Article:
Too, there's the matter of remembering what you already know.
"So often, we get caught up in the moment. You see that untracked powder slope. You want to make those turns so bad that you can almost go into this tunnel vision," Mike Douglas, who made the documentary movie "Snowman," said.
"It's one of the toughest things I think we face as humans. We don't want to be the one who brings the group down. There's a lot of that peer pressure or tendency to defer judgment to the 'wisest' person in the group."
PLENTY OF SHOUTING
IN MOUNTAIN PARADISE
SILVERTON, Colo. — Silverton has been described as paradise, and perhaps it is. It's a town of a little more than 600 residents surrounded by mountains on all sides, with just a narrow canyon carved by the Animas River.
But it's a place where cabin fever seems about to erupt at any time. The Denver Post reports of a feud that has become so intense during the last year that the interim town administrator last week locked town offices, to prevent shouting matches.
The argument has some thing to do with whether the public works director vindictively plowed walls of snow around the parked vehicles of residents. But the editor and publisher of the local paper, Mark Esper, of the Silverton Standard & the Miner, said it's embarrassing.
The town's postmistress said that while Silverton has had its arguments before, none have ever been so heated as this one.
WHAT IS JUSTICE? THREE
CASES FROM ASPEN AREA
CARBONDALE, Colo. — What is justice? Two highway deaths in the Roaring Fork Valley last year call up that question.
The Aspen Daily News says in the first case, an 89-year-old man strayed into ongoing traffic and killed a 53-year-old man on a motorcycle. He will not be charged, however, because the Colorado Mental Health Institute found the man not competent to understand the judicial proceedings. As such, the family of the victim cannot seek restitution, at least not through criminal proceedings.
In the second case, a 47-year-old woman drifted into oncoming traffic on the same highway and caused a collision that killed a 21-year-old woman. Her parents seek restitution. They say that in preparing for a career in an engineering-related field their daughter stood to make at least $11.4 million during her lifetime.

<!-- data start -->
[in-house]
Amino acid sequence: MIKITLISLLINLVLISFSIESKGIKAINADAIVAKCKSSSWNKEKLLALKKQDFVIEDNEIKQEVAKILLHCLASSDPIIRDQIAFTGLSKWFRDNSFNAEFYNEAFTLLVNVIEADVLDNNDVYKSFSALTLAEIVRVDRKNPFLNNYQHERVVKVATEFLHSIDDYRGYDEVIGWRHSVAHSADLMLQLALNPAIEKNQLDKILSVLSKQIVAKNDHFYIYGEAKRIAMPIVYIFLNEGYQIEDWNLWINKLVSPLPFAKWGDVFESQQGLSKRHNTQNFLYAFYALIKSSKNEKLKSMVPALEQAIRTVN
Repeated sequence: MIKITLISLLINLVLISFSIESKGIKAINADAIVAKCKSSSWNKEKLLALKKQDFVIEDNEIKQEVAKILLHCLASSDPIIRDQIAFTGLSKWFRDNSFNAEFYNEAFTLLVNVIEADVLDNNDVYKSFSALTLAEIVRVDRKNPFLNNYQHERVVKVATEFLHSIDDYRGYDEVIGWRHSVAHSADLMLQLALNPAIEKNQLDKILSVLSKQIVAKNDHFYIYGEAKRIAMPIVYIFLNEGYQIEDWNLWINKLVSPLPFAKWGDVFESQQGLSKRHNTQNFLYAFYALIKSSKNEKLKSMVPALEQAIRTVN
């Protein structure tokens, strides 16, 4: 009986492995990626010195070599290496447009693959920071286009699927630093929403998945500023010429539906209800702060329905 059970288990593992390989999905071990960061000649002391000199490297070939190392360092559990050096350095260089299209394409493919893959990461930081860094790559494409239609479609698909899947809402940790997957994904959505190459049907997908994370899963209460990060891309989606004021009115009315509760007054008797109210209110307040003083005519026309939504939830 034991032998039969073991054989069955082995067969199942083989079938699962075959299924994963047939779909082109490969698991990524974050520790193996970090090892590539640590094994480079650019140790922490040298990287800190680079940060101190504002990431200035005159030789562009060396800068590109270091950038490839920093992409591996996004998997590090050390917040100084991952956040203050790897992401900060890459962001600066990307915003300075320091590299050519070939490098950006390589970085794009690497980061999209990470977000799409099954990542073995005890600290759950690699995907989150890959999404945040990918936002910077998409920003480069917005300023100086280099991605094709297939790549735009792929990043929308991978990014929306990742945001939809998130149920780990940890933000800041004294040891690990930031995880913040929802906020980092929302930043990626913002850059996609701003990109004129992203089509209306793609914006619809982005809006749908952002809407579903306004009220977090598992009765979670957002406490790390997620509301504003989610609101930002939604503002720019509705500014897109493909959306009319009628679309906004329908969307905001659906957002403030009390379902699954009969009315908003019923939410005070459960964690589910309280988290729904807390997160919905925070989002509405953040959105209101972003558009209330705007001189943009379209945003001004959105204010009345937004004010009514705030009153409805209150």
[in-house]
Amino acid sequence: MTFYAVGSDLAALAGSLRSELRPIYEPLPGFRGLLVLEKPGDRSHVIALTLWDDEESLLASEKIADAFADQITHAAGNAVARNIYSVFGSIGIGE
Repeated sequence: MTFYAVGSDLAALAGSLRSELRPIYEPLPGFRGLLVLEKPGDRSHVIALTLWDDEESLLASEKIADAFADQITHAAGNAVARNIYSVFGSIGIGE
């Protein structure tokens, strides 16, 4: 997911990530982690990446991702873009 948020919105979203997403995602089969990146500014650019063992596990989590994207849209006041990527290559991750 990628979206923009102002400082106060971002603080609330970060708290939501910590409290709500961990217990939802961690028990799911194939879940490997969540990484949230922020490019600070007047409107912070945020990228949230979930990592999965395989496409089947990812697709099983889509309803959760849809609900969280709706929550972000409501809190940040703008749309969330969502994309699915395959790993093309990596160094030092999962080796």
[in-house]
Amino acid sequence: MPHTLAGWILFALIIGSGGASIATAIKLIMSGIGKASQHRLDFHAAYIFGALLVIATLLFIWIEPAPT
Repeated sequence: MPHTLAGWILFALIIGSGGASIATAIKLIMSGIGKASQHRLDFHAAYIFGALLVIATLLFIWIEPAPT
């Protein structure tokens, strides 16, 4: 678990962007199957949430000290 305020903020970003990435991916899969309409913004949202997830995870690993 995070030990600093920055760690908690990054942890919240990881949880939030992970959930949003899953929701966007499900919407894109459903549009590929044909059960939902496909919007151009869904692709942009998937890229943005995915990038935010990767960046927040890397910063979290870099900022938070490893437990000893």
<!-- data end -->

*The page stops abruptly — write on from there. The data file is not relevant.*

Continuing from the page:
Finally, there's the case of a Carbondale woman charged with attempted murder. Prosecutors say the 33-year-old woman served her two daughters milkshakes laced with rat poison. She has been deemed competent to stand trial.
The woman also drank the milkshake. She told an investigator while still in the hospital that she poisoned her kids because she wanted them to die along with her, and that she would rather they be dead than live with their father in Mexico.
REAL ESTATE CLIENTS CAN
GET FIRST RUNS AT ASPEN
ASPEN — In the 1990s, environmental advocates argued that downhill skiing was really about real estate development. We haven't heard that argument very often of late, but then consider what the Aspen Skiing Co. has been up to.
The Aspen Daily News reports that the ski area operator for the last year has made a portion of the ski area available for the exclusive use of the ski school as well as clients of a real estate office that has a sponsorship arrangement.
Coldwell Banker Mason Morse, perhaps Aspen's largest firm, has paid to offer the run as an amenity to clients and potential clients.
Not much public access has been lost, notes the Daily News, as the run had previously been used for a NASTAR course.
Ski School clients are loving the semi-private terrain, said Karim Souki, the vice president of development for the real estate firm. Souki said there seems to be no fuss in Aspen about the added privatization of the ski terrain.
While having a great deal of private land, the ski area is partly on national forest land. The operating principle is that the national forest is to be available for the recreational pleasure of the general public.
Other ski areas on national forest land also offer deals for first-run privileges.
ASPEN PENTHOUSE DEAL
ASPEN — The 1 percent continues to feel comfortable, as evident in real estate sales this year in Aspen. The Aspen Times reports five sales of at least $10 million in Pitkin County through mid-January.
Among the most recent is a 4,415-square-foot penthouse in downtown Aspen that sold for $13.2 million.
That's nearly $3,000 per square foot, not quite as much as a penthouse in downtown that sold in November for $3,100 a square foot.